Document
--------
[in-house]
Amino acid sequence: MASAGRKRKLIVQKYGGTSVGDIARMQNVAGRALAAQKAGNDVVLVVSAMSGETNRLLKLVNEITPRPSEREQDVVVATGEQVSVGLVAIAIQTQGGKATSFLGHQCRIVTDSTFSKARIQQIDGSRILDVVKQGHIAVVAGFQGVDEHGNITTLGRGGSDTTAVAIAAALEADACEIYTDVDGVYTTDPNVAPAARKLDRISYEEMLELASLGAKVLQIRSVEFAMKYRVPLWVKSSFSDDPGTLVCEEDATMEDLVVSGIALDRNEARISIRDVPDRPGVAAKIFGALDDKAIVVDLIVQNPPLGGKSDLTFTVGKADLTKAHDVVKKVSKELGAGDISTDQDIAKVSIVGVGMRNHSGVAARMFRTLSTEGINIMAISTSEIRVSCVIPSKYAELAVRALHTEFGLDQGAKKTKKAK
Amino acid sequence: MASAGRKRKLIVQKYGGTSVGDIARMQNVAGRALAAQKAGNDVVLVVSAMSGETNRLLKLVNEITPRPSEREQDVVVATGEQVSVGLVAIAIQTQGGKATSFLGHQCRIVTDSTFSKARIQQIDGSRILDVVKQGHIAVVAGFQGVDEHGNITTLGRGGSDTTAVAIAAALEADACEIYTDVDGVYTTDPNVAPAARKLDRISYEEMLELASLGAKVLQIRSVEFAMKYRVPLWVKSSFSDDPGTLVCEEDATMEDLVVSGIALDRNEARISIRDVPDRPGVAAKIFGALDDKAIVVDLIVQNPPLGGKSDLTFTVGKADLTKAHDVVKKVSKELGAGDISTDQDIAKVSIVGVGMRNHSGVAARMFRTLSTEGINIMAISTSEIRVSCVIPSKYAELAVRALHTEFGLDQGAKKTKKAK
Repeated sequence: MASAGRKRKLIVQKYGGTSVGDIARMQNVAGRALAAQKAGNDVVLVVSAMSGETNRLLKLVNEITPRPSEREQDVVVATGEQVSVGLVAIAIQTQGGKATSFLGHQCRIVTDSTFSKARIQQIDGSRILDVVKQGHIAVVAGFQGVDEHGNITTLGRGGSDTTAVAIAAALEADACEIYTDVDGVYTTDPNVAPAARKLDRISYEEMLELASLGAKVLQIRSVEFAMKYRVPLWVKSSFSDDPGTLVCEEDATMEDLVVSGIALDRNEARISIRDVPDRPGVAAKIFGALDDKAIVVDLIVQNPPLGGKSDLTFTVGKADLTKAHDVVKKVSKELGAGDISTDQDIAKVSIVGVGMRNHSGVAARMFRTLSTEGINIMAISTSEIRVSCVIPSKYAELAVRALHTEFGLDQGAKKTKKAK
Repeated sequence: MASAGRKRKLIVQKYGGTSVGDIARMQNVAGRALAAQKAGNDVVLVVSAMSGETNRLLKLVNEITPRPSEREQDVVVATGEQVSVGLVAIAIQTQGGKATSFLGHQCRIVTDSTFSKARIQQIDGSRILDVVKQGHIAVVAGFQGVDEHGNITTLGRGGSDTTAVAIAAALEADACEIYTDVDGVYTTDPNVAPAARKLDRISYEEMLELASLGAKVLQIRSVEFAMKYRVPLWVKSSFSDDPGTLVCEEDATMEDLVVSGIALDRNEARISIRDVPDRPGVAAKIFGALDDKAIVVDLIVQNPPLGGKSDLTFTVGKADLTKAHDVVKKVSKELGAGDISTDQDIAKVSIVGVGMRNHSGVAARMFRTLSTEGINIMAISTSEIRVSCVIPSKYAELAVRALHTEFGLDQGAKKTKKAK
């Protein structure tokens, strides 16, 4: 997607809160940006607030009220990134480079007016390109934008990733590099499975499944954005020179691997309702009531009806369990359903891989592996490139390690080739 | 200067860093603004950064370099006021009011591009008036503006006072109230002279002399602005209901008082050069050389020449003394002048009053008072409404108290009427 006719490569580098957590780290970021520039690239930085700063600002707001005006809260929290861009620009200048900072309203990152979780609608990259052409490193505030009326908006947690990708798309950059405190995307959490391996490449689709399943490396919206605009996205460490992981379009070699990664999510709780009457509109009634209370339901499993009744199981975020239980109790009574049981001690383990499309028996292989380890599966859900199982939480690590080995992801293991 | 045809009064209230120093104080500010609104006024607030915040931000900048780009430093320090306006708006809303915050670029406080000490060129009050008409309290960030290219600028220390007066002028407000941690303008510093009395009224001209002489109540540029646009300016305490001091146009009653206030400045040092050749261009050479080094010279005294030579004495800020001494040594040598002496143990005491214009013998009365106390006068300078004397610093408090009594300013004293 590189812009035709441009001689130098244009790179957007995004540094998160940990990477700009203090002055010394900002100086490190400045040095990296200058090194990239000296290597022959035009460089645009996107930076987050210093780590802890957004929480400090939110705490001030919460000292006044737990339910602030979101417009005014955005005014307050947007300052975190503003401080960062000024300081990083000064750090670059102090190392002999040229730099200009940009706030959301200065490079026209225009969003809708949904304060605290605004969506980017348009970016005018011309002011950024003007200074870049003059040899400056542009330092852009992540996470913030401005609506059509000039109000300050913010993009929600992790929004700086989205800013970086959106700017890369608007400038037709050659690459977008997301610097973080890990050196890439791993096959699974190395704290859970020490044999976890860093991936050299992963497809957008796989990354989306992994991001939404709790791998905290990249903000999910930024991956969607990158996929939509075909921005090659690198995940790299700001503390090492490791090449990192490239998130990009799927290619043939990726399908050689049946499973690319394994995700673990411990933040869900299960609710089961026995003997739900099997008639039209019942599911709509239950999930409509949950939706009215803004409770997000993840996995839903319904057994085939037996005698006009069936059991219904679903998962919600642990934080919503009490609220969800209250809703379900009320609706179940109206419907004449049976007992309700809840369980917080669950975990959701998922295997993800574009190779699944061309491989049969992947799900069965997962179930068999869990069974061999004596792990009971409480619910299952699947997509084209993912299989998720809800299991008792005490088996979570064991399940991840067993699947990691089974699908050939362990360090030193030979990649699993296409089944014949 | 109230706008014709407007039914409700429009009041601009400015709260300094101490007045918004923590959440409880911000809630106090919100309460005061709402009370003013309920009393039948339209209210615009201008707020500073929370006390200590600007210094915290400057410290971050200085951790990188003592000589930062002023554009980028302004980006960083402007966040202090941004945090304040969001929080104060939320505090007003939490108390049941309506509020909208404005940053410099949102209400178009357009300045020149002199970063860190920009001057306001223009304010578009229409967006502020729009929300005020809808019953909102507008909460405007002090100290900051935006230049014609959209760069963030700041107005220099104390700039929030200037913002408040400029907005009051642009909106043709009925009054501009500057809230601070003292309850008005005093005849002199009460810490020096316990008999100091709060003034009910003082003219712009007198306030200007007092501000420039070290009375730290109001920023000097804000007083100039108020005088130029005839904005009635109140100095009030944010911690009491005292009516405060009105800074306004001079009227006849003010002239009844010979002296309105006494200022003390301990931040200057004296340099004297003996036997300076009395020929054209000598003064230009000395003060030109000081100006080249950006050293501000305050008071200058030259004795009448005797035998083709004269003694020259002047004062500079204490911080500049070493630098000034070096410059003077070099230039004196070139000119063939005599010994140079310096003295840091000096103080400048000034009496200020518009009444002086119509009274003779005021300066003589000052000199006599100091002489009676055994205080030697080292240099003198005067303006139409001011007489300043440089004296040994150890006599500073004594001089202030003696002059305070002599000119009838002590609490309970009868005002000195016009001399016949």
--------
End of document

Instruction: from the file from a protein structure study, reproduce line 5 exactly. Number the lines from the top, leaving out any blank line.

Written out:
Repeated sequence: MASAGRKRKLIVQKYGGTSVGDIARMQNVAGRALAAQKAGNDVVLVVSAMSGETNRLLKLVNEITPRPSEREQDVVVATGEQVSVGLVAIAIQTQGGKATSFLGHQCRIVTDSTFSKARIQQIDGSRILDVVKQGHIAVVAGFQGVDEHGNITTLGRGGSDTTAVAIAAALEADACEIYTDVDGVYTTDPNVAPAARKLDRISYEEMLELASLGAKVLQIRSVEFAMKYRVPLWVKSSFSDDPGTLVCEEDATMEDLVVSGIALDRNEARISIRDVPDRPGVAAKIFGALDDKAIVVDLIVQNPPLGGKSDLTFTVGKADLTKAHDVVKKVSKELGAGDISTDQDIAKVSIVGVGMRNHSGVAARMFRTLSTEGINIMAISTSEIRVSCVIPSKYAELAVRALHTEFGLDQGAKKTKKAK